Overall, there is considerable uncertainty regarding the amount of this effect in 2016 between different models, varying between 0.7% to 1.2%. HICP inflation excl. energy and food was 1.2% in 2016. If there were no indirect effects due to the drop in oil price, HICP inflation excl. energy and food would have reached 1.9-2.4% in 2016.


Figure 3.  Oil price contribution to the HICP excl. energy and food annual rates of change

Oil price contribution to the HICP excl. energy and food annual rates of change
Source: CSB, Bloomberg, Latvijas Banka's evaluation

 

Contribution of direct and indirect effect of oil price to Latvian HICP inflation

To find out to what extent changes in oil price have an impact on the HICP inflation in Latvia, we have estimated the impact of both effects (direct and indirect). Figure 4 confirms that in 2009-2016 the direct effect exceeded the indirect one and has had a faster impact on overall inflation.

Yet the indirect effect impacts overall inflation with a delay. For instance, the negative contribution of indirect effect rose from -0.1 percentage points in 2015 to -0.4 percentage pointsin 2016, while the negative contribution of direct effect declined. The greater importance of the indirect effect in 2016 is actually a delayed reflection of the events in the international oil market stemming from 2015.

Overall, our evaluation indicates that, if the price of oil had not experienced such a sharp drop in recent years, the HICP inflation in 2016 could have been at least 1.2%. The effect caused by the fast drop in the price of oil is one of the reasons why Latvian economists have erred in their recent inflation predictions, forecasting a faster price rises.

 

Figure 4. Annual rate of change in headline HICP inflation (%) and contributions of oil price effects (percentage points)

Annual rate of change in headline HICP inflation (%) and contributions of oil price effects (percentage points)
Source: CSB, Bloomberg, Latvijas Banka's estimate. The figure depicts estimates of the indirect effects which stem from the first model.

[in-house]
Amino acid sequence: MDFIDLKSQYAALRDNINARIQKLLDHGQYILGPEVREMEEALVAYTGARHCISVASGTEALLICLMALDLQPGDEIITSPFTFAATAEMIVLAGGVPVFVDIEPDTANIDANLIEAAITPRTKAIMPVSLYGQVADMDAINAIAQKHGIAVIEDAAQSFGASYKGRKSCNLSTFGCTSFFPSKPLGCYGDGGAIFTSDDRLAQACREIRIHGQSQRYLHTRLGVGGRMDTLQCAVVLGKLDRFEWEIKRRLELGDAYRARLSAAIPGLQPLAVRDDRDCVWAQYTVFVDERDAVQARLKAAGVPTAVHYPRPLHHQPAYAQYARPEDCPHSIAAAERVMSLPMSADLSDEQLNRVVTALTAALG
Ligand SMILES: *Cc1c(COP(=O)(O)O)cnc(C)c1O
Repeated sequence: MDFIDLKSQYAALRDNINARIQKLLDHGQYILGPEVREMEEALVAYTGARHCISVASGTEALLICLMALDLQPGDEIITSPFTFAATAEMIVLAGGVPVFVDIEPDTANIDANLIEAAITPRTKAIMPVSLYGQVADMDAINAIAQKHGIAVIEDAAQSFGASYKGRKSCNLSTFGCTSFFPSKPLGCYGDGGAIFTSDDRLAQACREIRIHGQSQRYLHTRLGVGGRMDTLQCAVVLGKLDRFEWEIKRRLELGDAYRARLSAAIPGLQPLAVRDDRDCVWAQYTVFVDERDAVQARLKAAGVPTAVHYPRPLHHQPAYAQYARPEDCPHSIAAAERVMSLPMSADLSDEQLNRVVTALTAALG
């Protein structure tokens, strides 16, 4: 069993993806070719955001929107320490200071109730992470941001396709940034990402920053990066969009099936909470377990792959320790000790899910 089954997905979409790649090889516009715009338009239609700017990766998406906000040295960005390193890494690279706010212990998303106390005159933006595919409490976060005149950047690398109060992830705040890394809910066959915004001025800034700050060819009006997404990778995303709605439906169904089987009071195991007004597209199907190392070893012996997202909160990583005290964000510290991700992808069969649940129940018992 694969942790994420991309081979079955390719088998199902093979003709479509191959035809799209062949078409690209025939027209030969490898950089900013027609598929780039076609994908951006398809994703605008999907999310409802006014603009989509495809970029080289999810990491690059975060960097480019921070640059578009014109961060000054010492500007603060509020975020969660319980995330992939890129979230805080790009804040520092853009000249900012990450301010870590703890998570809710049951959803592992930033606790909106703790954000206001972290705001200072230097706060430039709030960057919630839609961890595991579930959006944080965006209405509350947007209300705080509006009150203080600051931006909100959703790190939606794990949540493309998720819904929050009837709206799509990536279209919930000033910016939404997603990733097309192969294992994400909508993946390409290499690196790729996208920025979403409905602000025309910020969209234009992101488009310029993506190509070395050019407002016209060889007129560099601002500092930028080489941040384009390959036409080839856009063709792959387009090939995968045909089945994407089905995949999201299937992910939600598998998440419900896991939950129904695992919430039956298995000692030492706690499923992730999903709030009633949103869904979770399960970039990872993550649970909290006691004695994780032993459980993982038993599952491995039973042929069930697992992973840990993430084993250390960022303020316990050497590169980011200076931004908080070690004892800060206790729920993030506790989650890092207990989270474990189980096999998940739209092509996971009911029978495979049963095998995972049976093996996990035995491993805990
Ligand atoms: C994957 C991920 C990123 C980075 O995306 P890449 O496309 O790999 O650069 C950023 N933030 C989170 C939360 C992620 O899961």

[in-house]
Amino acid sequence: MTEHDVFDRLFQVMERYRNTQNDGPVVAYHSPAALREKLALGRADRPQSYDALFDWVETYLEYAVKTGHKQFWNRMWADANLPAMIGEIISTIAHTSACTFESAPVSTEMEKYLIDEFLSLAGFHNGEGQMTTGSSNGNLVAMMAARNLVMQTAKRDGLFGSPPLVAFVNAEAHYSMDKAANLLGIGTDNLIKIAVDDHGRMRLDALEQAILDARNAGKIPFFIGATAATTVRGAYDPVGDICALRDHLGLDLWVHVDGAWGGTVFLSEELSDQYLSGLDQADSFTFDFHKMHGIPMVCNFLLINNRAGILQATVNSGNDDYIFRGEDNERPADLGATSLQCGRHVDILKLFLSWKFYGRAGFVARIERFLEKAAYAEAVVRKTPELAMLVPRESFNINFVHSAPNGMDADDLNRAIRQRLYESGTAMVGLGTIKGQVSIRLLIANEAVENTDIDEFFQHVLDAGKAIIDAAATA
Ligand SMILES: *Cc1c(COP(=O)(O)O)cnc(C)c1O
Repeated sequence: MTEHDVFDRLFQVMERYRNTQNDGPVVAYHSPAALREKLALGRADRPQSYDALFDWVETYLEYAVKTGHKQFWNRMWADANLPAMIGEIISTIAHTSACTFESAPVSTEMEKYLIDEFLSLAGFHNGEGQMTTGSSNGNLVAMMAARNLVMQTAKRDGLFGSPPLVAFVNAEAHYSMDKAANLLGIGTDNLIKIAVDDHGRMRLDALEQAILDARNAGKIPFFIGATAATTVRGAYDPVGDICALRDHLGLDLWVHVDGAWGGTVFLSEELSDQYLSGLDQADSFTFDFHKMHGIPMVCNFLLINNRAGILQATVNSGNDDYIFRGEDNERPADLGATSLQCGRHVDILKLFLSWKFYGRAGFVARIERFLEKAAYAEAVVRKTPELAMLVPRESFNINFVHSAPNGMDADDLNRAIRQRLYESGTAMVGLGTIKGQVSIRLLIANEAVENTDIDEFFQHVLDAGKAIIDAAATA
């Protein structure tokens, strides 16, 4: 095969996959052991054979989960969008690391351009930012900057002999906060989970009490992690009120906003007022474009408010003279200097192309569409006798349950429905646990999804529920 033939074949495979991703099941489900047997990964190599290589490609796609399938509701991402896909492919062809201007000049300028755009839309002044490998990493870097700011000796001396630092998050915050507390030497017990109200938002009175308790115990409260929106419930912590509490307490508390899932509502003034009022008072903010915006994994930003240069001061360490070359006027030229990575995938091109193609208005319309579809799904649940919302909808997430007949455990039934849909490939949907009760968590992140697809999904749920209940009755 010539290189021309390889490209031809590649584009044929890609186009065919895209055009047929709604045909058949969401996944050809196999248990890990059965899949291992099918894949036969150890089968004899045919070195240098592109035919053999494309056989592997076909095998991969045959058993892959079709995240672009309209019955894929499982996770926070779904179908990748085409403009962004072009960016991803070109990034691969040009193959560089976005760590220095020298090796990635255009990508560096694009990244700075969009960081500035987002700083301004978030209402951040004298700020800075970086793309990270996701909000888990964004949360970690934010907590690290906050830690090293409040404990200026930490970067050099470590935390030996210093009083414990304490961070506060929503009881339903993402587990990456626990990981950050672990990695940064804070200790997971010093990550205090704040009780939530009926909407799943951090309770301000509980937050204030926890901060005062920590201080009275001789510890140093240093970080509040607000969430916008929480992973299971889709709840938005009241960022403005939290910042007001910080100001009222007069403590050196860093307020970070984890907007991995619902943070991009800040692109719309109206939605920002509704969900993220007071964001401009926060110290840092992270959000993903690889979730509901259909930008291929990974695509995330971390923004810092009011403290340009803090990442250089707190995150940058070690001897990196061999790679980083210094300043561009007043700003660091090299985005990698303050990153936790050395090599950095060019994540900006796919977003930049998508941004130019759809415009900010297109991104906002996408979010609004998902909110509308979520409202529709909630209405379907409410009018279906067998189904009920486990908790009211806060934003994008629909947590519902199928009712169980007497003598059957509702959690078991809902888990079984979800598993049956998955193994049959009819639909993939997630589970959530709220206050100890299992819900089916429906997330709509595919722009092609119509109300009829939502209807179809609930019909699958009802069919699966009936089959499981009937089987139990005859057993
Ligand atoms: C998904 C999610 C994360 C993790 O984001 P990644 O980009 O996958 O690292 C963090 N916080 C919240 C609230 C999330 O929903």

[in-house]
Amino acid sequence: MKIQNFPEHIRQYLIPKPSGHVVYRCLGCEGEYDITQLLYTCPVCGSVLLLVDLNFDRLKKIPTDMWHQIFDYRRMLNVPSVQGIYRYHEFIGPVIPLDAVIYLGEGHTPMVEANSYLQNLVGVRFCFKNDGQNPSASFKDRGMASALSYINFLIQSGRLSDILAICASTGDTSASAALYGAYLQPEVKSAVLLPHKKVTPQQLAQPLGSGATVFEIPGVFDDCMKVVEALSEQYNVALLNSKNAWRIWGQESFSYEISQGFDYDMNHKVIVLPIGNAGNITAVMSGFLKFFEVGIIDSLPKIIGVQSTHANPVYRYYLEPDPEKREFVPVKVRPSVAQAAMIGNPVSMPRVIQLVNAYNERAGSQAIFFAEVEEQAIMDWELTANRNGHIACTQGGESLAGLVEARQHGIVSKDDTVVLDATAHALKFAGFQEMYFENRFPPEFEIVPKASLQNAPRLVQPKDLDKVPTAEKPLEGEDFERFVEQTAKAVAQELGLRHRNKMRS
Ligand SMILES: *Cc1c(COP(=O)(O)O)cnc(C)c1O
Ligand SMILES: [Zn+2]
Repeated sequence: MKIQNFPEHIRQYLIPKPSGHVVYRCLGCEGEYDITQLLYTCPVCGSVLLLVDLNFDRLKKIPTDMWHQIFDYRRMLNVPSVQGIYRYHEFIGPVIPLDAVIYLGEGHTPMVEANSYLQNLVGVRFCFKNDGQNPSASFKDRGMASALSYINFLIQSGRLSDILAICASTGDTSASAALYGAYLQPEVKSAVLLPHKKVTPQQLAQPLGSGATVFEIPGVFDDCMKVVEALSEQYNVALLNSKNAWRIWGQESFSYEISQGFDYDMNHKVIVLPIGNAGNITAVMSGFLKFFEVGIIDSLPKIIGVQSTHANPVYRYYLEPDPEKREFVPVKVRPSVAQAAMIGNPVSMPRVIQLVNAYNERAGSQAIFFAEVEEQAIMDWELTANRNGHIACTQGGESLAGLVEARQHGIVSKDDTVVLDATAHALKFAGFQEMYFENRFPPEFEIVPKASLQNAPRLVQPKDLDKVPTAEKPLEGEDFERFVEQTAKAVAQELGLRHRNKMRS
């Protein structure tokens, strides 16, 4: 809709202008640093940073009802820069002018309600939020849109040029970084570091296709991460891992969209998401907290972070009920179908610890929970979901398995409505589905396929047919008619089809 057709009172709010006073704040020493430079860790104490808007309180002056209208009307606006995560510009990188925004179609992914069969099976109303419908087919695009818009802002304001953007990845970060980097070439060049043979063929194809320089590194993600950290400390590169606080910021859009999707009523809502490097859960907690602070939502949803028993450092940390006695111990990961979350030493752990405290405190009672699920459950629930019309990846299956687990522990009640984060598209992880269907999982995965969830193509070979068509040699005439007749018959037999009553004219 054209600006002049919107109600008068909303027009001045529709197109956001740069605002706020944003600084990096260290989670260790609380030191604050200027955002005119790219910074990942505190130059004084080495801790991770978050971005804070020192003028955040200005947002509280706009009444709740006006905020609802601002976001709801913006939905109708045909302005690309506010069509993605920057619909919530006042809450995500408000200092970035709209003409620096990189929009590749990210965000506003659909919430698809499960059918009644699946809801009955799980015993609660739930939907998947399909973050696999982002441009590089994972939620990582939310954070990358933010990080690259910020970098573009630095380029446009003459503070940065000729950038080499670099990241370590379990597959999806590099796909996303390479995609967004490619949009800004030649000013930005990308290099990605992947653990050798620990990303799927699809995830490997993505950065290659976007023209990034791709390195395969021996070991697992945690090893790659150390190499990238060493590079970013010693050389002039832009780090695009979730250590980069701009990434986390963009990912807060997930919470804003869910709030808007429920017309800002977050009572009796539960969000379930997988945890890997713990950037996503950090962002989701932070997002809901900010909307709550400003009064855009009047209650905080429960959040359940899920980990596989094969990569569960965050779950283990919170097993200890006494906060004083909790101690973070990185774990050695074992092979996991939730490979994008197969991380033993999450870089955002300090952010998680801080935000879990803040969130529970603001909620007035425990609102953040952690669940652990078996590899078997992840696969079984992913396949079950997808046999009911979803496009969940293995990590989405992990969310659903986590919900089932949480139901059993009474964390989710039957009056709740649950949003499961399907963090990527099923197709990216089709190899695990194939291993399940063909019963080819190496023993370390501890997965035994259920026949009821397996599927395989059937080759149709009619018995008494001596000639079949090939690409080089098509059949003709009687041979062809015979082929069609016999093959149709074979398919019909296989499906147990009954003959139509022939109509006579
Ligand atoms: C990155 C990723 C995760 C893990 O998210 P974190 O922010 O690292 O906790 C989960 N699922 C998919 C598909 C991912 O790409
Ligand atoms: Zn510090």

Future outlook

As we mention in this article, oil prices resumed climbing in 2016. If this trend will continue, the average price of oil in 2017 could reach 60 dollars, which would amount to about a 40% increase in the price of oil in year-on-year terms. It means that Latvian consumers will soon experience it in their expenses. The price of fuel is already rising and could be followed by heating tariffs and, finally, the prices of other goods and services.

Until now, inflation were likely to be overpredicted by Latvian economists along with dropping oil prices but as the trend changes in the oil market, the errors are likely to be in the opposite direction.

 

[1] We wrote about the direct effect of the price of oil and its impact at the end of 2015: https://www.makroekonomika.lv/kada-ir-naftas-cenu-tiesa-ietekme-uz-inflaciju-latvija

[2] A detailed description of the model can be found in our study: https://www.macroeconomics.lv/working-paper-cge-model-fiscal-sector-latvia

[3] See. ECB (2010). "Energy Markets and the Euro Area Macroeconomy" (See p. 75): http://www.ecb.europa.eu/pub/pdf/scpops/ecbocp113.pdf?64f3b939c210c78e46eb1f1aa17e7044

[4] Data have been included in the model as differences in logarithm, but the unemployment rate and interest rate are in levels

[5] These two models also have the highest correlation, which means that they are better than the other models in describing the historical data trend. 

APA: Bessonovs, A., Tkačevs, O. (2020, 20. sep.). The indirect impact of oil prices on inflation in Latvia. Taken from https://www.macroeconomics.lv/node/3836
MLA: Bessonovs, Andrejs. Tkačevs, Oļegs. "The indirect impact of oil prices on inflation in Latvia" www.macroeconomics.lv. Tīmeklis. 20.09.2020. <https://www.macroeconomics.lv/node/3836>.